Friday, 03 July, 2020
Moody’s warns Pakistan on high debt refinancing

Moody’s warns Pakistan on high debt refinancing

Pakistan is likely to face high refinancing cost for its international bonds maturing over the next two years that would increase the country’s debt burden, ratings agency Moody’s said on Wednesday.

Moody’s Investors Service said international bonds issued by frontier market governments in Asia Pacific and Africa are coming due over the next two years in a tighter refinancing environment.

Pakistan tops the countries that “will prove the most exposed to more costly debt financing as (its) international sovereign bonds mature in 2019 and 2020,” Moody’s said in a report titled ‘Sovereigns — Frontier markets: Maturing international bonds contribute to exposure to financing risks’.

“If the tighter financing conditions are pronounced and sustained, such a situation would weaken the debt affordability for these countries, and raise their debt burden, especially if local currencies depreciate,” the ratings agency said.

Currently, at least eight Pakistani bonds are trading in the international market. A five-year Eurobond that fetched the country one billion dollars in 2014 is maturing next year.

Pakistan was among the economies that rushed to international market to raise funds amid low interest rate scenario in the past.

Last year, the government raised $2.5 billion in dollar-denominated Eurobond and sukuk.

In December last year, Moody’s assigned B3 rating to Pakistan, reflecting a credit profile that balances robust growth potential and a relatively large economy, against low income levels, infrastructure constraints and very low global competitiveness.

The country is already facing immense pressure on its balance of payment position as the country’s foreign reserves plunged more than half a billion dollars at one fell swoop, forcing authorities to spring into action to avert external account crisis by letting the rupee value down around eight percent in a single day.

Moody’s said a further drain on foreign exchange reserves would raise the risk of lower capital inflows and higher refinancing costs, “posing negative pressure” on the credit profile.

In a previous report, Moody’s warned that the government’s high debt burden, very narrow revenue base, fragile external payments position and high political risk constrain the credit profile.

“Pakistan’s economy demonstrates relatively robust GDP growth, limited by supply-side constraints on the economy,” it said. “While the scale of the economy is relatively large, Pakistan’s per capita income is very low, indicating limited capacity to absorb negative shocks.”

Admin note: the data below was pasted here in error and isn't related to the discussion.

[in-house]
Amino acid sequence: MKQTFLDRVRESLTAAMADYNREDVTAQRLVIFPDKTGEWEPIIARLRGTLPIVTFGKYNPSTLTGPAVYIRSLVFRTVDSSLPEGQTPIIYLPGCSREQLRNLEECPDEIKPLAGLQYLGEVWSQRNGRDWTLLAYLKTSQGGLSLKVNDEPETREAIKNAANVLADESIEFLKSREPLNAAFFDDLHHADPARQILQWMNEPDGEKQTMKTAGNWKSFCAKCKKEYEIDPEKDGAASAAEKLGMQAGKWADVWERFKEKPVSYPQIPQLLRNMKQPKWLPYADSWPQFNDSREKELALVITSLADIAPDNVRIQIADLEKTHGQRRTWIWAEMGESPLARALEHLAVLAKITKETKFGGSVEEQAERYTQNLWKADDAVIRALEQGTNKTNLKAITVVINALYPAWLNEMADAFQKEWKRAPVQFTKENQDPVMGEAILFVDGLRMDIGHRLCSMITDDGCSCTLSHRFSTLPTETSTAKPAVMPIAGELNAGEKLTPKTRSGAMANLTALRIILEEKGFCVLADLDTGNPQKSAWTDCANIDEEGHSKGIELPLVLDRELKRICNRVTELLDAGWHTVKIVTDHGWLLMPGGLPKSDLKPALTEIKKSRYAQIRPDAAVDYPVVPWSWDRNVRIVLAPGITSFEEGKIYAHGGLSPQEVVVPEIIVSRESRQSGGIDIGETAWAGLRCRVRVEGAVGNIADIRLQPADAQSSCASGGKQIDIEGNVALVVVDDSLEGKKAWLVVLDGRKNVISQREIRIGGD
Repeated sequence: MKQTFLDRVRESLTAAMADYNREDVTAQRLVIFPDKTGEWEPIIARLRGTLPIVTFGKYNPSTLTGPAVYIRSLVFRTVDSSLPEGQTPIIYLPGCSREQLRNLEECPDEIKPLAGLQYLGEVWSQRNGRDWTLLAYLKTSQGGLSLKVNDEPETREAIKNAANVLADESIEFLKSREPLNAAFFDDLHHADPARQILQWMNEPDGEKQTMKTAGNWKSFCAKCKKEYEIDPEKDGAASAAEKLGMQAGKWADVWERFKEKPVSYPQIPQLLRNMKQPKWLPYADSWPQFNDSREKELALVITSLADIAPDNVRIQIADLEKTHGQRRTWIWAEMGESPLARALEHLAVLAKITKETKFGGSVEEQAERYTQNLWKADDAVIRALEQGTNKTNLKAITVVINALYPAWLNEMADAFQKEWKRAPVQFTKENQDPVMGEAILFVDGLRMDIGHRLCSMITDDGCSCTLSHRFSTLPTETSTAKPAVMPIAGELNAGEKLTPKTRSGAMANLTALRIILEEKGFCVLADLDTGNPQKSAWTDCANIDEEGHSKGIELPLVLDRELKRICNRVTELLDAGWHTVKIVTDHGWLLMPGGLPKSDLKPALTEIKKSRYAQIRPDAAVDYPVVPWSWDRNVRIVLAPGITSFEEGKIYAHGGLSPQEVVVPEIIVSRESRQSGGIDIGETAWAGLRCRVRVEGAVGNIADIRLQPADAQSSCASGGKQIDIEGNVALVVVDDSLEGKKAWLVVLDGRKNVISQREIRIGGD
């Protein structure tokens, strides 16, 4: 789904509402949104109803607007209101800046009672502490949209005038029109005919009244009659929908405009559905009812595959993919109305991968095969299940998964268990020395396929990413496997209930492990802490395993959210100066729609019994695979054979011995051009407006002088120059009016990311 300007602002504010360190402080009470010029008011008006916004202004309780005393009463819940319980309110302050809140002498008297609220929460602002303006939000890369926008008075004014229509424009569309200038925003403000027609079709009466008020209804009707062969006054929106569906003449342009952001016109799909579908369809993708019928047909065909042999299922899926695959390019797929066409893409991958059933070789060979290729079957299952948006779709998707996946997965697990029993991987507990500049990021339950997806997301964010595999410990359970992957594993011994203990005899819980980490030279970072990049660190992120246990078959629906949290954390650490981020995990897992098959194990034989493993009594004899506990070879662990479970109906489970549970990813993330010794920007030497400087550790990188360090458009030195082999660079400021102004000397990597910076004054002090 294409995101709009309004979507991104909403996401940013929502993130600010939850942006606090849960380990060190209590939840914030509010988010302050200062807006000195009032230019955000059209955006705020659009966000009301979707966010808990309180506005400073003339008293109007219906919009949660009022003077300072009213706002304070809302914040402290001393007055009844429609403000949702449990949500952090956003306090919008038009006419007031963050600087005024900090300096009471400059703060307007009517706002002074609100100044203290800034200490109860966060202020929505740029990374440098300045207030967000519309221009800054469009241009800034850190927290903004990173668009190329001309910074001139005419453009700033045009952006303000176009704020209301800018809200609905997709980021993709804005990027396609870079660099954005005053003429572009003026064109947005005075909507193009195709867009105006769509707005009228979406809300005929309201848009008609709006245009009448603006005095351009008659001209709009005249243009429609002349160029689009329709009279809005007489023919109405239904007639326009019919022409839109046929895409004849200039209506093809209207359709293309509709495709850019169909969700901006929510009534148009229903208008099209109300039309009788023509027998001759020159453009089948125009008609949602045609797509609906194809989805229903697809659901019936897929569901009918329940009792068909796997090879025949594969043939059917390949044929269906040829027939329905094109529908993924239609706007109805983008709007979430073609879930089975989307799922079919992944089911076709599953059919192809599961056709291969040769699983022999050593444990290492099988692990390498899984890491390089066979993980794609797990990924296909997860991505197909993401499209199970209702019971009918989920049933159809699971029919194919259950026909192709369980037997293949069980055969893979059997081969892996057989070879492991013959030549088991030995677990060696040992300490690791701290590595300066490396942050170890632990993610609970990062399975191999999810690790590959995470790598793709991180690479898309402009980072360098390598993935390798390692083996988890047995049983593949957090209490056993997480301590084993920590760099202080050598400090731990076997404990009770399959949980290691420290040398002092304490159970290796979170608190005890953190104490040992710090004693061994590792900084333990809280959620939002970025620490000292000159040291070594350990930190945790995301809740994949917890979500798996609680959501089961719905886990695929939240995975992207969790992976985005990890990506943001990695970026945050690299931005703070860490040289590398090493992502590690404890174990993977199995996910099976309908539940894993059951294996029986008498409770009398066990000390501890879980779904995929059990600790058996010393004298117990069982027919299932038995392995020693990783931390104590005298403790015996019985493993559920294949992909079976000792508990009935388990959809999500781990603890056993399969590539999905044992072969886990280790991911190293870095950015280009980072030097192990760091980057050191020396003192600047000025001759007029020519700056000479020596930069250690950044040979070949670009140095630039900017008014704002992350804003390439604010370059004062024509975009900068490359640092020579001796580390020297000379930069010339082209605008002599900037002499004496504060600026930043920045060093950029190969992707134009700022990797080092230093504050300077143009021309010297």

Post a Comment
Related News
Utility Stores Corporation has recorded highest ever sales in the history, claims Umer Lodhi, Managing Director, Utility Stores Corporation of Pakistan.
According to a recent report published by International Monetary Fund (IMF), Pakistan's general government debt (including guarantees & IMF borrowing) during the first quarter of current fiscal year, showed significant decline as it fell to 84.7 percent of Gross Domestic Product (GDP), however by the end of previous year, the country's debt had risen to 88 percent of GDP.
Only weeks after the former finance minister assured the country that he did not “see any need for further devaluation” of the rupee, the markets proved him wrong. The rupee slipped by 3.8 per cent in the interbank market, or Rs4.40, on Monday to settle at Rs119.8 to a dollar.
Chinese multinational mobile firm Huawei sold around one million smartphones to tech enthusiasts in Pakistan during the last year, and geared up efforts to become the top selling brand by this yearend through winning the price war, its executive said.

Most Popular
Media has conceived the world a global village. The current era is considered to be the era of media since it is perceived as the 4th de facto pillar of any state.
Prime Minister Imran Khan urges the international community to hold India accountable for its human rights abuses in Indian Occupied Jammu and Kashmir (IoK) where women, men and children have faced pellet guns, sexual assault and electrocution, physical and mental torture.
At least 30 innocent Kashmiris have been martyred by Indian armed forces since the beginning of this month alone.
Turkey is reportedly planning to set up two permanent military bases in Libya following the Tripoli government’s operation to retake areas seized by rebel forces under the command of renegade general Khalifa Haftar.

Our Partners
Features and Analysis
Poetry & Literature
Local News
Readers Service